Johann Franz Julius von Haast (1822-1887) arrived in Auckland in 1858, beginning a distinguished career in New Zealand as an explorer, geologist, writer and museum founder. In 1861 he became provincial geologist of Canterbury and from that date was closely associated with the development of science and art in the province. The opening of the Canterbury Museum in 1870 and von Haast’s appointment in 1876 as professor of geology at the recently-established Canterbury College consolidated his reputation as a scientist and teacher. In his capacity as commissioner for the 1886 Colonial and Indian Exhibition von Haast travelled to Europe. He returned to Christchurch not long before his death in 1887. (DNZB)
Mr Bayfield came to see if we had any questions to ask
Von Haast’s courtesy to the women attending his meeting is exemplary, but the solicitude of Colonel Branfill and Mr Bayfield on behalf of Emily and her friends reflects their primary status as lady guests rather than professional artists. One report noted the presence of the women: ‘A meeting of those interested in the Colonial and Indian Exhibition to be held in London next year was held at the Council Chamber last night, among those present being several ladies.’ The same report ranges widely over topics covered by von Haast:
The space allotted to New Zealand was 400ft x 50ft, and in one portion of it there would be a fernery, for which he had already sent home a number of ferns. There was also to be a Maori house with groups of natives cast in wax, and a number of their old weapons would be shown. […] In reply to a question, Dr Haast said that exhibits, especially pictures, would have to be submitted to him for approval. Of course it would be ridiculous to ask Mr Gully, Mr Richmond, and one or two others in New Zealand to submit their work for inspection, but generally this would have to be done, and he trusted those whose works were refused would not be offended. There were always a number of worthless pictures sent for exhibition, but the space was so limited on this occasion that none but the very best would be accepted. Half the pictures shown in the Wellington Exhibition he would not touch. […] He had omitted to mention that there would be a New Zealand restaurant in the court, at which there would be frozen meat, preserved soups and fish, cheese, butter, and jams, and he meant to take care that a good cook was engaged who could not only send up good dishes of meat but could also make particularly nice jam tarts, and he hoped the Nelson fruit in this state would be appreciated. (Nelson Evening Mail 8 Sept 1885: 2)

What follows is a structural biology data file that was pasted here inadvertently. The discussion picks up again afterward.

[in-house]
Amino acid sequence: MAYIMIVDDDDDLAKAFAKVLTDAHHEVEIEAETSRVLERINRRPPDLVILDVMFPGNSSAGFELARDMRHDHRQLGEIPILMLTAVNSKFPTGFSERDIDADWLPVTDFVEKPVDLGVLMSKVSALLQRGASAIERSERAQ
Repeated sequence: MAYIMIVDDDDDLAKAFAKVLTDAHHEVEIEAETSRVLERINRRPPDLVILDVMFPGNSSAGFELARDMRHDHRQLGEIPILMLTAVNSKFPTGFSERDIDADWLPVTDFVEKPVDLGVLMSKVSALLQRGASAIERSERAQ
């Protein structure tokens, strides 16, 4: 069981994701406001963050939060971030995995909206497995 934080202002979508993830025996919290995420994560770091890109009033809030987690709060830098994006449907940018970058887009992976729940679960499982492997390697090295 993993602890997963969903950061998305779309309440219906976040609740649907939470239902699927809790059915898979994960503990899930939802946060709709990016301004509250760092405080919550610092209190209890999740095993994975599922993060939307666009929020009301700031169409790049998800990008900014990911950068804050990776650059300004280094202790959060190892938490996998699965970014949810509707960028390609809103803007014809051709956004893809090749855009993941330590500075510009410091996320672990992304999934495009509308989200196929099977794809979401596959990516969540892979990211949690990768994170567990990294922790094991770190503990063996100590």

Sept 9th. We all got up about half past five a.m.
The solar eclipse of 9 Sept 1885 features in the work of Emily and her father Edwin. See Emily Cumming Harris, ‘Total eclipse of the Sun from the Port Road, Sept 1885.’ Oil painting, 258 x 196mm. Nelson Provincial Museum. AC472. Edwin Harris may have recorded the same event in one of two sketchbooks now held by his descendants. See Cranstone sketchbook (44), watercolour studies of eclipse and moon patterns, hill line with a low sun behind it and a dotted arrow annotated ‘height of sun.’
The eclipse was the subject of much commentary, popular and scientific. Arthur Samuel Atkinson (1833-1902), journalist, lawyer, philologist, astronomer and naturalist, was at home in his observatory at Fairfield, Nelson: ‘Using a specially imported Cooke refracting telescope, he recorded the total eclipse of the sun on 9 September 1885. This telescope is now housed in Nelson’s Atkinson Observatory.’ (DNZB)
Oct 20th [Tuesday]. And so it is more than five weeks since I wrote a word